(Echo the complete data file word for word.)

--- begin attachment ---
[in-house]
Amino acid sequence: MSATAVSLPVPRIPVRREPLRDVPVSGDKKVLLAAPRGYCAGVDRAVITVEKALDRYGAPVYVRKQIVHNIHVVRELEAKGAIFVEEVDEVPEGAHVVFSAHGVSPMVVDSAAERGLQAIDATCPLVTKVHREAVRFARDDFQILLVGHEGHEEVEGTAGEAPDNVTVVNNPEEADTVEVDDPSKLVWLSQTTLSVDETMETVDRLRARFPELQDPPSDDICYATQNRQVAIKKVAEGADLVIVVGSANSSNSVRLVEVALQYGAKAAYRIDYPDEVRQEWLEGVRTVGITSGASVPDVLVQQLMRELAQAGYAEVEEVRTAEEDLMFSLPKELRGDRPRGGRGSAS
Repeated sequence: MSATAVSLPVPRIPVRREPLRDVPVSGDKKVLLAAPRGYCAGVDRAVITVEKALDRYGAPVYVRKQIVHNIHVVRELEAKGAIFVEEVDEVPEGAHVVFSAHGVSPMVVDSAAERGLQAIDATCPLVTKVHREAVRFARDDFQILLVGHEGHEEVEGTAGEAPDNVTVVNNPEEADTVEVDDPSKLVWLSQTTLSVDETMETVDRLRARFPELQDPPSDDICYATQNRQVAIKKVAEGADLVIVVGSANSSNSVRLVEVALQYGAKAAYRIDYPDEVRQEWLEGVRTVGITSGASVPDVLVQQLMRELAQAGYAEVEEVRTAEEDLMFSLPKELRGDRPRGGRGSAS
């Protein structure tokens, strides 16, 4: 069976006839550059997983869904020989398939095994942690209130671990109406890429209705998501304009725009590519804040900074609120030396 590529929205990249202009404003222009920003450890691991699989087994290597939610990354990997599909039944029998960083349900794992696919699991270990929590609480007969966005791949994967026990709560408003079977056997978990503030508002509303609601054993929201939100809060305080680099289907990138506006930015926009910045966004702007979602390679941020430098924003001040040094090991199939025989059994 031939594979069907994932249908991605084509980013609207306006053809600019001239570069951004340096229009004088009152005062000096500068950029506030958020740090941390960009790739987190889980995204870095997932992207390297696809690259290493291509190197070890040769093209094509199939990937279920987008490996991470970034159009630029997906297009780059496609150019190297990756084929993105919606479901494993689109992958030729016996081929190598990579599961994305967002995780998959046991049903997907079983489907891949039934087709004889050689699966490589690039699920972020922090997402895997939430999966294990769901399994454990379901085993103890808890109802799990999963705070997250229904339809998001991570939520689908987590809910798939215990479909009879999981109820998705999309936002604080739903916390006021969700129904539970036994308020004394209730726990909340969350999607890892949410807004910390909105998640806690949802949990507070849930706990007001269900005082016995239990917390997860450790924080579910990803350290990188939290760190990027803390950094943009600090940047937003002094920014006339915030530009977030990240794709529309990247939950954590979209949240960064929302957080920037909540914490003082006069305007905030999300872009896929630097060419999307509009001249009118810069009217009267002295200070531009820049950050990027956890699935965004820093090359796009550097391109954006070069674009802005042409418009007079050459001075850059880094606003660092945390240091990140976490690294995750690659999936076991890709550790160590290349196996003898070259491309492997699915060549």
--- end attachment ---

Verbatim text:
[in-house]
Amino acid sequence: MSATAVSLPVPRIPVRREPLRDVPVSGDKKVLLAAPRGYCAGVDRAVITVEKALDRYGAPVYVRKQIVHNIHVVRELEAKGAIFVEEVDEVPEGAHVVFSAHGVSPMVVDSAAERGLQAIDATCPLVTKVHREAVRFARDDFQILLVGHEGHEEVEGTAGEAPDNVTVVNNPEEADTVEVDDPSKLVWLSQTTLSVDETMETVDRLRARFPELQDPPSDDICYATQNRQVAIKKVAEGADLVIVVGSANSSNSVRLVEVALQYGAKAAYRIDYPDEVRQEWLEGVRTVGITSGASVPDVLVQQLMRELAQAGYAEVEEVRTAEEDLMFSLPKELRGDRPRGGRGSAS
Repeated sequence: MSATAVSLPVPRIPVRREPLRDVPVSGDKKVLLAAPRGYCAGVDRAVITVEKALDRYGAPVYVRKQIVHNIHVVRELEAKGAIFVEEVDEVPEGAHVVFSAHGVSPMVVDSAAERGLQAIDATCPLVTKVHREAVRFARDDFQILLVGHEGHEEVEGTAGEAPDNVTVVNNPEEADTVEVDDPSKLVWLSQTTLSVDETMETVDRLRARFPELQDPPSDDICYATQNRQVAIKKVAEGADLVIVVGSANSSNSVRLVEVALQYGAKAAYRIDYPDEVRQEWLEGVRTVGITSGASVPDVLVQQLMRELAQAGYAEVEEVRTAEEDLMFSLPKELRGDRPRGGRGSAS
């Protein structure tokens, strides 16, 4: 069976006839550059997983869904020989398939095994942690209130671990109406890429209705998501304009725009590519804040900074609120030396 590529929205990249202009404003222009920003450890691991699989087994290597939610990354990997599909039944029998960083349900794992696919699991270990929590609480007969966005791949994967026990709560408003079977056997978990503030508002509303609601054993929201939100809060305080680099289907990138506006930015926009910045966004702007979602390679941020430098924003001040040094090991199939025989059994 031939594979069907994932249908991605084509980013609207306006053809600019001239570069951004340096229009004088009152005062000096500068950029506030958020740090941390960009790739987190889980995204870095997932992207390297696809690259290493291509190197070890040769093209094509199939990937279920987008490996991470970034159009630029997906297009780059496609150019190297990756084929993105919606479901494993689109992958030729016996081929190598990579599961994305967002995780998959046991049903997907079983489907891949039934087709004889050689699966490589690039699920972020922090997402895997939430999966294990769901399994454990379901085993103890808890109802799990999963705070997250229904339809998001991570939520689908987590809910798939215990479909009879999981109820998705999309936002604080739903916390006021969700129904539970036994308020004394209730726990909340969350999607890892949410807004910390909105998640806690949802949990507070849930706990007001269900005082016995239990917390997860450790924080579910990803350290990188939290760190990027803390950094943009600090940047937003002094920014006339915030530009977030990240794709529309990247939950954590979209949240960064929302957080920037909540914490003082006069305007905030999300872009896929630097060419999307509009001249009118810069009217009267002295200070531009820049950050990027956890699935965004820093090359796009550097391109954006070069674009802005042409418009007079050459001075850059880094606003660092945390240091990140976490690294995750690659999936076991890709550790160590290349196996003898070259491309492997699915060549």